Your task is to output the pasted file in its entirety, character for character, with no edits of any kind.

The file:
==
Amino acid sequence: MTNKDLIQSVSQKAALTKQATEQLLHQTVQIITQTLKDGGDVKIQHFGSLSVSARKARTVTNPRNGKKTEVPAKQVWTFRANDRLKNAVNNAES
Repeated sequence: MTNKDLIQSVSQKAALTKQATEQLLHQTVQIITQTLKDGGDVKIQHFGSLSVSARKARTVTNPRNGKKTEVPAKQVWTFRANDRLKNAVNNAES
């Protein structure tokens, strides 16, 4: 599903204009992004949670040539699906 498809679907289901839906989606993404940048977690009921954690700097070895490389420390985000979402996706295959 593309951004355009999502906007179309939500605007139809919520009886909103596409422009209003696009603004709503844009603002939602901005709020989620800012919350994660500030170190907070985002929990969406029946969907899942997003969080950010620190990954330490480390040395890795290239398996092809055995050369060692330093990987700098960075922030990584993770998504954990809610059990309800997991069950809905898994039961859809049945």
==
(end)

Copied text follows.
Amino acid sequence: MTNKDLIQSVSQKAALTKQATEQLLHQTVQIITQTLKDGGDVKIQHFGSLSVSARKARTVTNPRNGKKTEVPAKQVWTFRANDRLKNAVNNAES
Repeated sequence: MTNKDLIQSVSQKAALTKQATEQLLHQTVQIITQTLKDGGDVKIQHFGSLSVSARKARTVTNPRNGKKTEVPAKQVWTFRANDRLKNAVNNAES
């Protein structure tokens, strides 16, 4: 599903204009992004949670040539699906 498809679907289901839906989606993404940048977690009921954690700097070895490389420390985000979402996706295959 593309951004355009999502906007179309939500605007139809919520009886909103596409422009209003696009603004709503844009603002939602901005709020989620800012919350994660500030170190907070985002929990969406029946969907899942997003969080950010620190990954330490480390040395890795290239398996092809055995050369060692330093990987700098960075922030990584993770998504954990809610059990309800997991069950809905898994039961859809049945």